To solve its water shortages, China is rerouting its rivers
China has a water problem. According to the World Bank, China's per capita water availability is about one-third of what's available to the rest of the world. Put another way: China has to accommodate one-fifth of the world's population on 1/20th of its water. With rapid growth and industrialization, the country needs to come up with a way to increase its supply.
And so China has taken another page out of its ambitious civil-engineering playbook. It is attempting to physically divert trillions of gallons of water from the relatively water-rich south to the parched north. The plan is broken up into three pieces, all bringing water from the Yangtze River northward: The first route, farthest east, is nearly finished and will pump water under the Yellow River to Tianjin. The central route should come online in 2015, and the western route is not likely to be completed before 2030. If the plan works, by the time it is completed, up to 10% of the flow of the country's largest river will have been diverted.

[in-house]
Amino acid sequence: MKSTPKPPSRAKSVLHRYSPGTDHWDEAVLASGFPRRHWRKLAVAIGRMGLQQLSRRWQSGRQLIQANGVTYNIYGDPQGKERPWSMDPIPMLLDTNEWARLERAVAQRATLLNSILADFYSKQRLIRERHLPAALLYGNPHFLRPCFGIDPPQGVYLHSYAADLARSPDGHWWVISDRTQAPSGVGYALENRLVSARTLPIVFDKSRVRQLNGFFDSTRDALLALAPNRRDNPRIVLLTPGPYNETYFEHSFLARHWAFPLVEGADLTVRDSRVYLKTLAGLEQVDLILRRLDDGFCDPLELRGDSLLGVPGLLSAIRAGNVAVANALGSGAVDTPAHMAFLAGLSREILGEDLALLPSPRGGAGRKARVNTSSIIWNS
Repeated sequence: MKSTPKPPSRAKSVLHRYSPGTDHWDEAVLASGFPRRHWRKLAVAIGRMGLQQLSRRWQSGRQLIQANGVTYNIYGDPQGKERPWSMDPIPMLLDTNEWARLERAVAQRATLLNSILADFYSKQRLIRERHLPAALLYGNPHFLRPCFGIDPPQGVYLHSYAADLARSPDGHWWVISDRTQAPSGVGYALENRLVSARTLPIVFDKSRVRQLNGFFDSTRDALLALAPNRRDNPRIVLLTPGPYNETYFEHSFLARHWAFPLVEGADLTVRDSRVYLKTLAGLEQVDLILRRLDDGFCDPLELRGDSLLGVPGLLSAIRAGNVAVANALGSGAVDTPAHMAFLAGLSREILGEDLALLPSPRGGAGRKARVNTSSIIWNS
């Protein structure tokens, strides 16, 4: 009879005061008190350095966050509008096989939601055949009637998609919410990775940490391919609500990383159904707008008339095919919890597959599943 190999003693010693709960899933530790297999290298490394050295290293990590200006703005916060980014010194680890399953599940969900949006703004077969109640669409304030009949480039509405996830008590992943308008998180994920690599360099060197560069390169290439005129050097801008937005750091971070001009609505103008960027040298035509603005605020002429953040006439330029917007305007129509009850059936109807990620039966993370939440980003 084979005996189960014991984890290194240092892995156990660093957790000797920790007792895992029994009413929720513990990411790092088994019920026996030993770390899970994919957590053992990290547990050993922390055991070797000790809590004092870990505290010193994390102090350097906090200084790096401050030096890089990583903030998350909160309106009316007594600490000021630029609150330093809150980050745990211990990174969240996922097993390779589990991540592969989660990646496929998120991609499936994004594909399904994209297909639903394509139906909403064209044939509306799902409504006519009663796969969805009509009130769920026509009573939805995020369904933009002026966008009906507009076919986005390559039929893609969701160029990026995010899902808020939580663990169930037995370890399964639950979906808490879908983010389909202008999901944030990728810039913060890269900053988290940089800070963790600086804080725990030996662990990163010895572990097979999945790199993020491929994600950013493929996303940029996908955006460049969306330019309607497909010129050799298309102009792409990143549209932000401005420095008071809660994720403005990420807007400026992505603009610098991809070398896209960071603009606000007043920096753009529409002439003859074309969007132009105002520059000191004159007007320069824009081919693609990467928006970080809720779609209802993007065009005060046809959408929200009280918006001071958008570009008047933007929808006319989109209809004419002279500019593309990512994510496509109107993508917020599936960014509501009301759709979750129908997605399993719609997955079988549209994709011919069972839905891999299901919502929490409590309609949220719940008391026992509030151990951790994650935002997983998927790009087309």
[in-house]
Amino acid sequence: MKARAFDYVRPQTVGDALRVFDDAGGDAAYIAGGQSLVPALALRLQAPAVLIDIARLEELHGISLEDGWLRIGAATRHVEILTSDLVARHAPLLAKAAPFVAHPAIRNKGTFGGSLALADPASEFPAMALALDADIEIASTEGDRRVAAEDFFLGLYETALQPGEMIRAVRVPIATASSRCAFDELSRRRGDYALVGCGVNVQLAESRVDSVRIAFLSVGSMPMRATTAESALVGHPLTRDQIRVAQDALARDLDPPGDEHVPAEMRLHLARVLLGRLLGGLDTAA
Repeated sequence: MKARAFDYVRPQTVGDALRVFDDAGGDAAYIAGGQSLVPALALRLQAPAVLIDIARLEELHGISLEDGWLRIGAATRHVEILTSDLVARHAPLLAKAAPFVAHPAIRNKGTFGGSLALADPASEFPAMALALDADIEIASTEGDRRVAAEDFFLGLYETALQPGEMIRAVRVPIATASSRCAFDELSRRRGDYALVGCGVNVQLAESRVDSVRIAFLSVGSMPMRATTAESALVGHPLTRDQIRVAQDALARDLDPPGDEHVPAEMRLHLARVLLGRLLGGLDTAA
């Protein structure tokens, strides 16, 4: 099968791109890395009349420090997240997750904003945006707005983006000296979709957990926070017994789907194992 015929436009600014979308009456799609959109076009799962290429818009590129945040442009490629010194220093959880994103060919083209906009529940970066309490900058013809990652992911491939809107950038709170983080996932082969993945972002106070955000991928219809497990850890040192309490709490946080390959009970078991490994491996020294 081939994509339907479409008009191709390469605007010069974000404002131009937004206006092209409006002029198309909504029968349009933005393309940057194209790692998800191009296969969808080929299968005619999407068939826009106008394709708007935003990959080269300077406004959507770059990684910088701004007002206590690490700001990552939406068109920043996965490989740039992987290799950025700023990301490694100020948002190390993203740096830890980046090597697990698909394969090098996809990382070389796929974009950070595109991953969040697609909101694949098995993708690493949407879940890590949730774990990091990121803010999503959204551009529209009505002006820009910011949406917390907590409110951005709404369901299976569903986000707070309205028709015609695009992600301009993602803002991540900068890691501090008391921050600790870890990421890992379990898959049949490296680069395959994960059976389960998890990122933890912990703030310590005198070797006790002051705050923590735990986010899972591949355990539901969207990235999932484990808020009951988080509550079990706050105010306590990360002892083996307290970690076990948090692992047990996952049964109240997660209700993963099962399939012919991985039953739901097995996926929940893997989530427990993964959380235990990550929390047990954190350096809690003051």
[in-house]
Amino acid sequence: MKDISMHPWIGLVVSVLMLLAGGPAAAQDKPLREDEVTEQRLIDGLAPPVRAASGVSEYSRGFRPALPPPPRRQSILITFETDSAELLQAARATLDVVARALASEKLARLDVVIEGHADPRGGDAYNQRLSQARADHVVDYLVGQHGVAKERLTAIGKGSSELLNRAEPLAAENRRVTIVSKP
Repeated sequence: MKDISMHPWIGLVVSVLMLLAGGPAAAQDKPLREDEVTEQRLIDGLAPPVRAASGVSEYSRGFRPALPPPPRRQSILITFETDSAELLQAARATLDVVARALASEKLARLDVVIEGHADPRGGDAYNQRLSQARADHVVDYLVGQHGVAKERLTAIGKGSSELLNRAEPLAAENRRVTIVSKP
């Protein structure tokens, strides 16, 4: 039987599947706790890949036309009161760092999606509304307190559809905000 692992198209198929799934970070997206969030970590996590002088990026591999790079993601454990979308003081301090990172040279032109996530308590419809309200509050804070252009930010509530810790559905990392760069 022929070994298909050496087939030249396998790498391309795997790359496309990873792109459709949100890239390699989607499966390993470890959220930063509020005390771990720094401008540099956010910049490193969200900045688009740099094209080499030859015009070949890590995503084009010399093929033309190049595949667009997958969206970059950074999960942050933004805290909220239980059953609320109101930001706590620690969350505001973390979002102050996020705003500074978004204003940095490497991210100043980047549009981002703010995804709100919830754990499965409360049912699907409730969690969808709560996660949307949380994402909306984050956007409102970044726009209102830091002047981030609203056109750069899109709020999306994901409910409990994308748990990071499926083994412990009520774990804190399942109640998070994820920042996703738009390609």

"This is a project that perfectly exemplifies the incredible bravado of the Chinese government," says John Minnich, an East Asia analyst for the research group Stratfor. "The enormity of what China is trying to pull off is mind-boggling."
The total price tag for the project is estimated at $62 billion, but the actual cost is likely to be much higher, says Scott Moore, a fellow at the Harvard Kennedy School of Government. Hundreds of thousands of residents have been displaced by the rerouting of the river. And environmental concerns over water quality and overall scarcity persist despite the construction.
Still, given China's massive growth, gargantuan projects can look downright pragmatic. "On one level, there's bound to be environmental impact," says KPMG's Stephen Ip. "On the other hand, we don't have enough water in the north. Where are we going to get it from?"
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